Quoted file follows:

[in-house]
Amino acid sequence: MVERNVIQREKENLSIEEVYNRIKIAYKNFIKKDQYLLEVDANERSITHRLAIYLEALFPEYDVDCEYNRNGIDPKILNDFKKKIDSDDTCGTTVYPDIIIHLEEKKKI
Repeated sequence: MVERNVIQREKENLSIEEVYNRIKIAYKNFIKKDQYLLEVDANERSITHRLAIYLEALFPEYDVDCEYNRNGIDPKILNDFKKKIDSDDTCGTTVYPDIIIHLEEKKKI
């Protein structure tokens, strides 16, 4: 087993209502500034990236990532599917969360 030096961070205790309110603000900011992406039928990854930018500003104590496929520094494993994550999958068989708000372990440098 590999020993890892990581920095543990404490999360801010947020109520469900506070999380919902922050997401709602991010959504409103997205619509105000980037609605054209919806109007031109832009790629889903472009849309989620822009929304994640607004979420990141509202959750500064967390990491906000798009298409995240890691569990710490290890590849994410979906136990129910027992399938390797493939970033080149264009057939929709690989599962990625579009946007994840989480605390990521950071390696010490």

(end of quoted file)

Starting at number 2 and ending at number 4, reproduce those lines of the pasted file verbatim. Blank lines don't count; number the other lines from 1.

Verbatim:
Amino acid sequence: MVERNVIQREKENLSIEEVYNRIKIAYKNFIKKDQYLLEVDANERSITHRLAIYLEALFPEYDVDCEYNRNGIDPKILNDFKKKIDSDDTCGTTVYPDIIIHLEEKKKI
Repeated sequence: MVERNVIQREKENLSIEEVYNRIKIAYKNFIKKDQYLLEVDANERSITHRLAIYLEALFPEYDVDCEYNRNGIDPKILNDFKKKIDSDDTCGTTVYPDIIIHLEEKKKI
């Protein structure tokens, strides 16, 4: 087993209502500034990236990532599917969360 030096961070205790309110603000900011992406039928990854930018500003104590496929520094494993994550999958068989708000372990440098 590999020993890892990581920095543990404490999360801010947020109520469900506070999380919902922050997401709602991010959504409103997205619509105000980037609605054209919806109007031109832009790629889903472009849309989620822009929304994640607004979420990141509202959750500064967390990491906000798009298409995240890691569990710490290890590849994410979906136990129910027992399938390797493939970033080149264009057939929709690989599962990625579009946007994840989480605390990521950071390696010490």